INDIANAPOLIS – It was a quiet session for northeast Indiana. But that doesn't mean the region was left out.
The delegation of senators and representatives worked to get economic development tools, funding for area schools and new tourism dollars.
“Obviously, you miss the influence of the pro tem,” said Rep. Dan Leonard, R-Huntington, referring to David Long, who left his post of Senate president pro tem.
“I do think we could have done better, but I don't think we did badly,” Leonard said.
One major area of focus was the Electric Works project at the old General Electric site. The complex along Broadway south of downtown contains more than 1.2 million square feet in 18 historic buildings on 39 acres.
Developers envision office, educational, innovation-related, retail, residential, hotel and entertainment uses for the space.
And three significant provisions will help.
The first authorizes the extension of the tax increment financing district to 35 years instead of 25 years so that tax collections in the district can be captured longer.
A special food hall permit meant to help an Indianapolis project also will aid Electric Works, said Jeff Kingsbury, a partner in Electric Works' developer RTM Ventures.
He said the food hall and public market will be the heart of Electric Works and is a great way for the community to connect. But the alcohol quota system would have made it hard for individual vendors to have permits.
Electric Works can now buy one main alcohol license for the food hall and give lower-price subpermits to vendors in the hall, where patrons will share common dining space.
And third, a redevelopment tax credit was expanded and made more flexible. Kingsbury said this will make it easier for Electric Works as well as smaller Indiana communities to try similar projects.
“The state and certainly the northeast delegation gets this project and are helping to expand what we need to make these types of public private partnerships happen,” he said.
Indiana higher education also saw a boost, though not as significant as K-12 schools. The legislature focused intently on K-12 teacher pay and funneled significant tax dollars there. That meant less was less available for higher education.
Purdue Fort Wayne saw funding rise about 2% over the two-year budget with IU Fort Wayne going up about 2.5%. Neither received capital or special line items they requested.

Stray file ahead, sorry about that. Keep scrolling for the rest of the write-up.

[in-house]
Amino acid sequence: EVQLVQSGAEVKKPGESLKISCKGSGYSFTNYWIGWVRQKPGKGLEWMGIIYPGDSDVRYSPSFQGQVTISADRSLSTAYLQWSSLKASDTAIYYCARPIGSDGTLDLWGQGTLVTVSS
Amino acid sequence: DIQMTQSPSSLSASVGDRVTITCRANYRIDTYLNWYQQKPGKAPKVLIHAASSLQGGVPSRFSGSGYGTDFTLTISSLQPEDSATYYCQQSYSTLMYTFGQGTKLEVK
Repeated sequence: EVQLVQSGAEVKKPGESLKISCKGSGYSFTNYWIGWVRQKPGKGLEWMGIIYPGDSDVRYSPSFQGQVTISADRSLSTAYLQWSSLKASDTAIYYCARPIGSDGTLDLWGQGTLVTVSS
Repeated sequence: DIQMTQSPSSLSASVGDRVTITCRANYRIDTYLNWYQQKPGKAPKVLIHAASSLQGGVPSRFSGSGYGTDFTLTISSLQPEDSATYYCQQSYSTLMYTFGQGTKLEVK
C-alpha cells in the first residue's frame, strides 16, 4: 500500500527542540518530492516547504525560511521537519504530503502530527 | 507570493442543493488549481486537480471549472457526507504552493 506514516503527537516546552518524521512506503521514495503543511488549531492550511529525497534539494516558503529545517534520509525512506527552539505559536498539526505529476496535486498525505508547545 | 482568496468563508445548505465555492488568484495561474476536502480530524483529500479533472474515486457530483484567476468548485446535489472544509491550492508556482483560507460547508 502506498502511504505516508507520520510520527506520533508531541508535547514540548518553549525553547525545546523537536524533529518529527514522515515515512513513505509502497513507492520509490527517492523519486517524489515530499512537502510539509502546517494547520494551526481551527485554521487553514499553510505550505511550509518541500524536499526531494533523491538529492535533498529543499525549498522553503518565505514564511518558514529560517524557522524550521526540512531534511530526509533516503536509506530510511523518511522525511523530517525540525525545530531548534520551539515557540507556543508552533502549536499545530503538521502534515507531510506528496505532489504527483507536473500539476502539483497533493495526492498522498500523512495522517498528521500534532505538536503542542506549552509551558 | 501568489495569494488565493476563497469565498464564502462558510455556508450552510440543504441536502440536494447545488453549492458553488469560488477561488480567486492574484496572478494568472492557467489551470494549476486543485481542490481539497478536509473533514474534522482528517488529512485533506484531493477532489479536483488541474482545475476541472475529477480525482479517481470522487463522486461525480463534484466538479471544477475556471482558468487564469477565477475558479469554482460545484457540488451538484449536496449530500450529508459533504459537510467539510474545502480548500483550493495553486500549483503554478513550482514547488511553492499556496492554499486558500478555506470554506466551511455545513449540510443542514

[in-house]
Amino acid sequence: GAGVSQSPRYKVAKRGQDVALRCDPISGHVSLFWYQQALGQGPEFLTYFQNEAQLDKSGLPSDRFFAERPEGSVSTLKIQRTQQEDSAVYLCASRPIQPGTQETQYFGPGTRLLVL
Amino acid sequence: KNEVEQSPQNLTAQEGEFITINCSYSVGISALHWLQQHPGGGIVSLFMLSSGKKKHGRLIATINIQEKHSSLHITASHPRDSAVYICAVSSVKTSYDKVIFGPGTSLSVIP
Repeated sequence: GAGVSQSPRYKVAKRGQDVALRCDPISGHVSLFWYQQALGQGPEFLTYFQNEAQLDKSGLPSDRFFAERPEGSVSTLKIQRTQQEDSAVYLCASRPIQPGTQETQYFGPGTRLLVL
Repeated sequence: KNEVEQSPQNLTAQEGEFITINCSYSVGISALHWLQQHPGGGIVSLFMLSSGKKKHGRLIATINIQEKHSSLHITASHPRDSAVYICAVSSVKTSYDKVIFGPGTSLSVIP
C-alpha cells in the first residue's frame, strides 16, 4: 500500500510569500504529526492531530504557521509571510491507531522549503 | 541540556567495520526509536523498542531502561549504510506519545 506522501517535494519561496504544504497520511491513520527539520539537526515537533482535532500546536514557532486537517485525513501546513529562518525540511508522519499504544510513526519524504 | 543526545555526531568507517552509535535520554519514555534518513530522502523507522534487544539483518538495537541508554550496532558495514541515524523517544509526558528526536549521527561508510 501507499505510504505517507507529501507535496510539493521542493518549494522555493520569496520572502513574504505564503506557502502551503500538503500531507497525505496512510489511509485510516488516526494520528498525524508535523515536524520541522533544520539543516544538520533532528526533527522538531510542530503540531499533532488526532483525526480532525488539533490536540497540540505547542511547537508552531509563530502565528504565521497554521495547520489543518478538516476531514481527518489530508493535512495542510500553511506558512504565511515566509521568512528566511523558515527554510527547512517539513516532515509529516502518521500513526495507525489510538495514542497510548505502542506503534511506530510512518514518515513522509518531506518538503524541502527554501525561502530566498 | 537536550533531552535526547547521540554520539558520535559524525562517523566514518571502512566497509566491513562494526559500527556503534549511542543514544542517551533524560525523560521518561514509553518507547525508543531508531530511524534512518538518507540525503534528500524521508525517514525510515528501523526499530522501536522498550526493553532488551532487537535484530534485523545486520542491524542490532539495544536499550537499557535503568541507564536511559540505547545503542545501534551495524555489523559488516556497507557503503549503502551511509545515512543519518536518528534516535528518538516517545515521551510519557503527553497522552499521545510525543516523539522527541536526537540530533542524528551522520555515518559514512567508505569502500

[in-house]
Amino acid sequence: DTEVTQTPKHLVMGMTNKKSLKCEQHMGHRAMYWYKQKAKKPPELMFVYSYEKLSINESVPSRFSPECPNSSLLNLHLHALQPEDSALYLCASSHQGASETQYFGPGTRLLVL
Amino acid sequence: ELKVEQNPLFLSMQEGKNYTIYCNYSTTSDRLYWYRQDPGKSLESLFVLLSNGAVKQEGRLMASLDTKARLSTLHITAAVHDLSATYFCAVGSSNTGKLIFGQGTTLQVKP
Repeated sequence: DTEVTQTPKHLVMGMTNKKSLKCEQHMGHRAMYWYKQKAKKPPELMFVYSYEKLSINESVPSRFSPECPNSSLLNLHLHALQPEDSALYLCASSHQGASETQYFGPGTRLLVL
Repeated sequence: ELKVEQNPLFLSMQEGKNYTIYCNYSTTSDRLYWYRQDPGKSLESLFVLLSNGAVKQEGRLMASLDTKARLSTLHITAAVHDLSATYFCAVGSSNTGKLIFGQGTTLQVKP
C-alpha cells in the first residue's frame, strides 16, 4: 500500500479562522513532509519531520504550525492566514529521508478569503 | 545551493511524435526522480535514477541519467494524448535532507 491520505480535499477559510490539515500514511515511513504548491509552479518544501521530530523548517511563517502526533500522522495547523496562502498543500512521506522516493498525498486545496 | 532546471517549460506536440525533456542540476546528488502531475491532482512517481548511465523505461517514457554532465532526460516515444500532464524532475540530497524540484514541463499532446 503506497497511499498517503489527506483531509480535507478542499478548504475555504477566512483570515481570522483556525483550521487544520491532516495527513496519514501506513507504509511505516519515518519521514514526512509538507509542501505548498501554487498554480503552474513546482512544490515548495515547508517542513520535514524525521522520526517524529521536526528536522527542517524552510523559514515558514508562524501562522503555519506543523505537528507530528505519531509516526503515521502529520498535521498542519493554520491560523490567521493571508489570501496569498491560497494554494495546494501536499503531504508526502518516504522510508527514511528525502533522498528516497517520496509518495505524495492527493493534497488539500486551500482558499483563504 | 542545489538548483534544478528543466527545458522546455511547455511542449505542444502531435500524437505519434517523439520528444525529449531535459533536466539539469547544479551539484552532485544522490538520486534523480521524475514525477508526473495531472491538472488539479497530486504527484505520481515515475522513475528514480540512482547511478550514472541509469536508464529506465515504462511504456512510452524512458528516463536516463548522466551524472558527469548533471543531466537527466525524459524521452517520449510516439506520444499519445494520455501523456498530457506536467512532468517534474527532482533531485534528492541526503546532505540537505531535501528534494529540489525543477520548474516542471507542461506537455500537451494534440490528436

“Purdue University did very well in this legislative session, and Purdue Fort Wayne was very pleased with the recognition and support received from President Mitch Daniels and our Northeast Indiana delegation,” PFW Chancellor Ronald Elsenbaumer said.
Purdue Fort Wayne had requested initial funding for 15 new faculty positions tied directly to the northeast Indiana business sector.
“But with the updated revenue forecast projecting a decrease of $100 million, the legislature made the decision to fund no new line items. This initiative remains a high priority for Purdue Fort Wayne, and we will be looking for other strategies to address this critical need in the Northeast Indiana region,” Elsenbaumer said.
IU Fort Wayne also requested a $3 million health sciences planning study at the local campus but did not receive it.
But the campus did receive base funding outside the performance funding formula that other campuses use, which resulted in a higher increase than expected.
“We're thankful to the General Assembly for recognizing the importance of IU's health science programs in Fort Wayne, and has provided funding that will allow us to continue to expand those efforts,” said Ann Obergfell, associate vice chancellor for Academic Affairs and Operations at IU Fort Wayne.
A final win for the area is, interestingly, a tax increase.
Visit Fort Wayne pushed for an increase in the county innkeeper's tax for three years, with the new money – about $750,000 annually – going to local tourism efforts. The rate would rise from 7% to 8%.
The Allen County Council still has to authorize the increase, which can't happen until July with an expected Sept. 1 enactment. During that time, Dan O'Connell, president and CEO of Visit Fort Wayne, said the organization will work to educate the public and local officials.
A study of the hotel tax showed 95% was paid by out-of-county residents or businesses. And 74% of that was from out-of-state.
“It's not a local tax,” he said. “It's earmarked for growing tourism – not current obligations.”
The group will focus on promoting the riverfront, adaptive sports, genealogy and going after national conventions and tournaments.